Every year around summertime, countless news stories come out about parents forgetting their babies in hot cars. Though not an everyday occurrence, this type of tragedy, unfortunately, happens more often than most people would like to admit. When a baby is unable to regulate his or her body temperature as well as an adult and is left in a locked car under direct sunlight, the risk for serious health consequences skyrockets.
A young mother in Louisiana negligently left her baby to perish in a hot car. Ivy Lynn Lee’s child died three years after Ivy left her other daughter alone in a hot car. Ivy was only 22 at the time. Although the first child survived, social services took the second child away from Lee.
Sunday proved to be a tragic day for Lee as she lost her second child. Instead of taking care of her six-month-old daughter, Rissa, Lee left the infant girl in a hot car while she worked a five-hour shift at her job.
Lee found her baby unresponsive after she got out of work and immediately flagged down a Louisiana police officer. She told the cop that her child wasn’t breathing, as she usually would have done. The officer quickly began administering CPR, but sadly could not bring the child back.
Unfortunately, the baby was unresponsive to emergency services and life-saving measures at the hospital. Rissa sadly passed away at the hospital five hours after she had been stuck in a hot car. The medical team attempted to revive her, but ultimately were unsuccessful.
During the investigation, Lee gave two contradictory statements to investigators. Initially, she said that Rissa was not in her care. However, later on she admitted that she had left the child alone in a hot car while she went to work.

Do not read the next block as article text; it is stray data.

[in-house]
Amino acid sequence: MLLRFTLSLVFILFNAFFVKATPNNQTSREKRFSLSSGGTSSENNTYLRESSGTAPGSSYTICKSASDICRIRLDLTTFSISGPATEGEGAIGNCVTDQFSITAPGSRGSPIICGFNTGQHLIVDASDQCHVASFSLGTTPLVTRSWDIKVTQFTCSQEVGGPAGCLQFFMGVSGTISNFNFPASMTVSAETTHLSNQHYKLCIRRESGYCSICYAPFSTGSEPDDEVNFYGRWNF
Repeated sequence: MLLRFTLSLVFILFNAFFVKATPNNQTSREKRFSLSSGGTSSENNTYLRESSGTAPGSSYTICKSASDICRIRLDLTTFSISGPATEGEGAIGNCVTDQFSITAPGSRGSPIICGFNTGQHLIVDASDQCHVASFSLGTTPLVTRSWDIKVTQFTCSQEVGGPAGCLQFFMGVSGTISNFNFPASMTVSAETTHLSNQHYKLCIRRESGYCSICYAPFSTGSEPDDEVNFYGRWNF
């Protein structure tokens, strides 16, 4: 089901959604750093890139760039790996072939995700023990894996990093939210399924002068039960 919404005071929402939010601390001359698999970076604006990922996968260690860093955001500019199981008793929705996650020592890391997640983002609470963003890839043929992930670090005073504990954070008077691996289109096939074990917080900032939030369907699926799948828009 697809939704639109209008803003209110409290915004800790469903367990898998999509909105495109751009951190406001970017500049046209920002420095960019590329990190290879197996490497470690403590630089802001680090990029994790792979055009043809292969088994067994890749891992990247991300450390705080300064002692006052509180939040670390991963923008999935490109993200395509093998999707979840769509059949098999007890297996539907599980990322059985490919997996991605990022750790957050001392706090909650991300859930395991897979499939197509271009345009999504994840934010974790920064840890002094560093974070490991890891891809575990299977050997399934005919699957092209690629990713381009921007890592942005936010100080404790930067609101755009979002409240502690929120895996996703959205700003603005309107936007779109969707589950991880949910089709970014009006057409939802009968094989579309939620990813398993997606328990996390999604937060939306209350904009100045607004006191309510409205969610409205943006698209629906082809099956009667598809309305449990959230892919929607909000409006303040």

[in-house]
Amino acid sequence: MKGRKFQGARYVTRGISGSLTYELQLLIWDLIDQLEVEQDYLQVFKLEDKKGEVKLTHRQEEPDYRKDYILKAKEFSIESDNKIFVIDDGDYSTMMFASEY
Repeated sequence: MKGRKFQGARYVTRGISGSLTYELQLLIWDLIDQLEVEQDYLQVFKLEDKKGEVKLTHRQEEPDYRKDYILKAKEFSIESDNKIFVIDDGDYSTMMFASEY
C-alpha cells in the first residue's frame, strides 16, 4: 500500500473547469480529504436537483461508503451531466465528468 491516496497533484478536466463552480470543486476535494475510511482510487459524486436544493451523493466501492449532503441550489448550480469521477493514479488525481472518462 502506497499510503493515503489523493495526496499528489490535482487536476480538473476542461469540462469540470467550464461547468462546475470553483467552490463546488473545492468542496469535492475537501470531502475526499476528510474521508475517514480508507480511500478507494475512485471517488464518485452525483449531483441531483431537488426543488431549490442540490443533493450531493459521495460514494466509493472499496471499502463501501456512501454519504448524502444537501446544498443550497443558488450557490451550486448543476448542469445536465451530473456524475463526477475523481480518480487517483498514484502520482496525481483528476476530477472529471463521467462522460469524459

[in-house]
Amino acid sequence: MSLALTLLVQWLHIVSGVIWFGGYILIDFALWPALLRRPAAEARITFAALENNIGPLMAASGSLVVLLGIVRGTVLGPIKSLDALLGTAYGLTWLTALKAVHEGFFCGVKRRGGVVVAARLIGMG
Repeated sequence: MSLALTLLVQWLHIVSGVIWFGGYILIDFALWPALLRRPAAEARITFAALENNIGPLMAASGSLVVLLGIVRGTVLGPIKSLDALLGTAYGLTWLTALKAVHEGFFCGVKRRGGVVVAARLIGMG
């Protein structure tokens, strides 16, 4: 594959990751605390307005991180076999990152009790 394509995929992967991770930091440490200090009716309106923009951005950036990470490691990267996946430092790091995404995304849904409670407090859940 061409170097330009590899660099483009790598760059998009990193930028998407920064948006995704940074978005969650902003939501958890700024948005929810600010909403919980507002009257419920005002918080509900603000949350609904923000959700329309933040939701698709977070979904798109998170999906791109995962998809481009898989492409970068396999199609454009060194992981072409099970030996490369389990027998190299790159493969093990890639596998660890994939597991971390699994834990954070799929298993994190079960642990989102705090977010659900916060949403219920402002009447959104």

“She knew that baby was in the car, and she chose to go to work for an entire shift. There is no excuse,” Calcasieu Parish Chief Deputy Gary “Stitch” Guillory said. “She claims she left the car running at first, but then a coworker told her that her car was running outside, and she didn’t realize it and went out there and just turned the car off.”
Not only did police find marijuana in Lee’s car, but they also strongly suspected that she abandoned her daughter Rissa intentionally in the hot car.
The Louisiana authorities – after taking into account this was the mother’s second hot-car incident in a few years – did not go easy on her. Lee was, therefore, charged with second-degree murder and possession of marijuana. A $1.2 million bond was set for her by the Calcasieu Correctional Center in Louisiana.
In 2019, Lee left her first daughter, Avereigh – who is now three years old – in a hot car. According to a report from the Department of Children and Family Services, this child is currently under the care of another family member.
Lee “voluntarily” gave up her first baby “before the state had to get involved,” Guillory said.